Control of Flow Separation from the Deflected Flap of a High-Lift Airfoil using Multiple Dielectric Barrier Discharge (DBD) Plasma Actuators
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Publisher:The Ohio State University
Series/Report no.:The Ohio State University. Department of Mechanical Engineering Honors Theses; 2010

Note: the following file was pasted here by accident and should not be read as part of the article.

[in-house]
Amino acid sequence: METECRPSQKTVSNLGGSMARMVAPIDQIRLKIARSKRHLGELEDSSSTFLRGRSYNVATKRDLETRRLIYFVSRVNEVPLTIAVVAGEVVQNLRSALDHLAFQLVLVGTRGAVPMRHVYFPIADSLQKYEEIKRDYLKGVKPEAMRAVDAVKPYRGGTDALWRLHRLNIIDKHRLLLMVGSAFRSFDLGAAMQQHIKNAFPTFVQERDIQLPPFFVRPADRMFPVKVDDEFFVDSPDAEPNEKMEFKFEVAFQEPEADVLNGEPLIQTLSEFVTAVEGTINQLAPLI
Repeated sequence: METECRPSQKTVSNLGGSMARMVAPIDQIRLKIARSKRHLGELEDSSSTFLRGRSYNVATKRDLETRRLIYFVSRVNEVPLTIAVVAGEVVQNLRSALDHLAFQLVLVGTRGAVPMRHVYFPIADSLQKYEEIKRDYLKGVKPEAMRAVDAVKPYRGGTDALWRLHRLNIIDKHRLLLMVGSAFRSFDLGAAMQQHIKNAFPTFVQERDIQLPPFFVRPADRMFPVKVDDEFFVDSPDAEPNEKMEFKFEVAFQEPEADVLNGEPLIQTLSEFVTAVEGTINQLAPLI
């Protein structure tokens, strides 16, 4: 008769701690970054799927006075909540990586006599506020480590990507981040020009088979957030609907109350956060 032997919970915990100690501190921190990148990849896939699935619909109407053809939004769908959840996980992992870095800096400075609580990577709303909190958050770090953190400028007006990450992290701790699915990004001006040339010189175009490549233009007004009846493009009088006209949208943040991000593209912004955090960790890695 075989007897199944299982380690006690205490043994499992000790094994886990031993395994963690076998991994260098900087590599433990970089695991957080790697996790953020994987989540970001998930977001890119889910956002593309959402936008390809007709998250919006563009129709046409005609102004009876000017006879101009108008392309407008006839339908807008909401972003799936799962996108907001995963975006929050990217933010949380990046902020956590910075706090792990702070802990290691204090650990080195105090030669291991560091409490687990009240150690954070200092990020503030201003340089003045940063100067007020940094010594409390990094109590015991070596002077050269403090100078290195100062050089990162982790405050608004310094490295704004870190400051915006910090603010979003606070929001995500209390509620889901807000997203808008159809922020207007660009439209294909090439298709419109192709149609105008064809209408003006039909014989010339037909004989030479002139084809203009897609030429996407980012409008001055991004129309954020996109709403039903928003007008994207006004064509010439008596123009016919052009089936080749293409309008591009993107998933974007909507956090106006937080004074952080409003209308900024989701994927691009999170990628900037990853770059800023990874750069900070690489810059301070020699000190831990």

In current wing design, multiple flaps are incorporated into the trailing edge to allow mixing of high and low pressure sides to reduce flow separation. These flaps reduce the efficiency by adding weight and complexity to the aircraft. A single hinged flap would reduce these inefficiencies but is more susceptible to flow separation. Active flow control is a means by which the fluid flow over a body is deliberately altered and can be altered such that it becomes less likely to separate from the object. By energizing the flow, the degree of separation of the flow can be controlled, and this inherently controls lift. Dielectric barrier discharge (DBD) plasma actuators are a form of active flow control. These actuators are created by asymmetrically aligning two electrodes and adding a dielectric layer between the electrodes. When the electrodes are electrically connected, ionized air (plasma) travels from the exposed electrode towards the covered electrode. Collisions occur between the plasma and neutral air over the body, and momentum is transferred to the neutral air, effectively energizing it. The purpose of this study is to examine the lift enhancement and flow control authority that multiple DBD plasma actuators have on a high-lift airfoil when compared to the flow exhibited by non-controlled and single DBD plasma actuator controlled cases. Electrodes were mounted onto a simplified NASA Energy Efficient Transport airfoil near the flap. The airfoil was tested in a closed, recirculating wind tunnel operating at a Reynolds number of 240,000, 20° flap deflection angle and 0° degree angle of incidence. The actuators were independently powered in order to determine the most effective input parameters. Using multiple actuators operated in-phase has increased the lift and has delayed flow separation on the trailing edge flap when compared to baseline and single actuation cases.
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